Success Stories

Mei: Family Time You can Bank On

Mei and her husband, Tony, made the exciting journey to Canada from Beijing in 2016. They both had worked in banking for more than 20 years and were looking for a different way of life. 

“In Canada, you have the opportunity to learn everything you want to learn,” she says. “It was a really busy life for us in Beijing, and there was a lot more pressure compared to here. Most of your time would be spent in your company. People would work for a long time, sometimes even starting at seven or eight. I was so done with that.” 

When the couple boldly stepped out of their comfort zones, they knew there was one thing they could count on: they would be welcomed into a country with a wealth of opportunities. 

Mei decided to come to Canada on a student visa to study at Selkirk College, where she graduated with honours. Getting an education in Canada was important to her from a language practice perspective. 

“The first thing I needed to do was learn to be fluent in English,” she says. “Language is really important because you need to make friends and be able to communicate with your friends. My English instructors supported me a lot. I still remember a sentence that my English instructor told me. They said, ‘it will be hard at first, but it will be easier at the end.’” Mei now speaks English beautifully.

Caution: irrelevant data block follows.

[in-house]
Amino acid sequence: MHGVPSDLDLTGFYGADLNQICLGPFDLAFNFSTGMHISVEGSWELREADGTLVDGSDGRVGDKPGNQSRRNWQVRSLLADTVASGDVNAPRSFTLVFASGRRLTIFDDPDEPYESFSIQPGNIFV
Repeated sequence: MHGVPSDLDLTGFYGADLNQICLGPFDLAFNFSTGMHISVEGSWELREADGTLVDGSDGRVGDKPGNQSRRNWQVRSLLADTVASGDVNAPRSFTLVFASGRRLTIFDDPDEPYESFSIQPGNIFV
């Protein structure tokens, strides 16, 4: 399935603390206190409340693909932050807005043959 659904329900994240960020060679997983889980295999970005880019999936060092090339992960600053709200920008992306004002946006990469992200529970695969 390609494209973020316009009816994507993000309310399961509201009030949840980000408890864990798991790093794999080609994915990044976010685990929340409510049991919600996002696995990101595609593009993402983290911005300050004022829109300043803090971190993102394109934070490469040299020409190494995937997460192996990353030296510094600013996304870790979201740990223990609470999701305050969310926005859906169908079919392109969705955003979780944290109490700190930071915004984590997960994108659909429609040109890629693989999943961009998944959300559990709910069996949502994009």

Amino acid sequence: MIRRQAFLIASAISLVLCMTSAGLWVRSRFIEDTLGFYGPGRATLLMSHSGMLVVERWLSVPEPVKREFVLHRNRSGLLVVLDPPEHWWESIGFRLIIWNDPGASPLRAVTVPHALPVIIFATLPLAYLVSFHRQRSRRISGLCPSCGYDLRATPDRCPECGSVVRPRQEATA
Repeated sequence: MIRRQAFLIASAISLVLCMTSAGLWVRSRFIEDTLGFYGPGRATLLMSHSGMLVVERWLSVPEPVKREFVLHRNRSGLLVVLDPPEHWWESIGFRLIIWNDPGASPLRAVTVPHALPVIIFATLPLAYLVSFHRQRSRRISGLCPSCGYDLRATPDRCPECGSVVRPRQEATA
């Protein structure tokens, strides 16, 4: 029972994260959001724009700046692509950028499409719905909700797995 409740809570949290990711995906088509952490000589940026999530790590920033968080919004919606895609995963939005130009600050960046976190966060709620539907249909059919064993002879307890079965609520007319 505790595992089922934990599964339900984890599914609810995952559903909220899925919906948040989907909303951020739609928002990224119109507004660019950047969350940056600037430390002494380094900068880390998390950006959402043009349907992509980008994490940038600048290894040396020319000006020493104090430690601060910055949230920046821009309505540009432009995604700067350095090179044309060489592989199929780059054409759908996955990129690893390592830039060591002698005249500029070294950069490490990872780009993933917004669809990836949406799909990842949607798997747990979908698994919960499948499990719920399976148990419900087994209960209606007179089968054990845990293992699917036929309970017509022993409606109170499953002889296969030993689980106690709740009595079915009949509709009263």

When she was still in school, her experience in banking allowed her to work two part-time jobs: one as a customer service representative in a bank and the other in bookkeeping. Before graduating, she was offered a position as an accounting technician in a forestry management and consulting company. Now she works in public practice accounting, which allows her to work toward her CPA designation and spend more time at home. She also spends a lot of her time volunteering and giving back to her new community.

Mei enjoys the relationship dynamics of people living in Canada compared to Beijing. “We always say hi to our neighbours when we walk outside. People are always willing to help. This would never happen in Beijing. People there are just so busy.” 

It was important for Mei and Tony to move to a place that allowed them more family time. Now they enjoy going on hikes together. “We spend a lot of time outside with my kids. It’s a really nice place to live. We have a spectacular mountain view. We have the Columbia River. We live in a nice, quiet community.” 

Mei says that RNIP allowed her and Tony to get their permanent residency and has made an enormous impact on their family. “It’s a really great program for people like me who are not that young. When I started to study at Selkirk I was already 36 years old, and that’s not a good age to go with the Express Entry program. RNIP gave us the best opportunity to stay,” she explains.

Mei is one of the applicants that successfully made it through the West Kootenay RNIP program, a program that changes lives.

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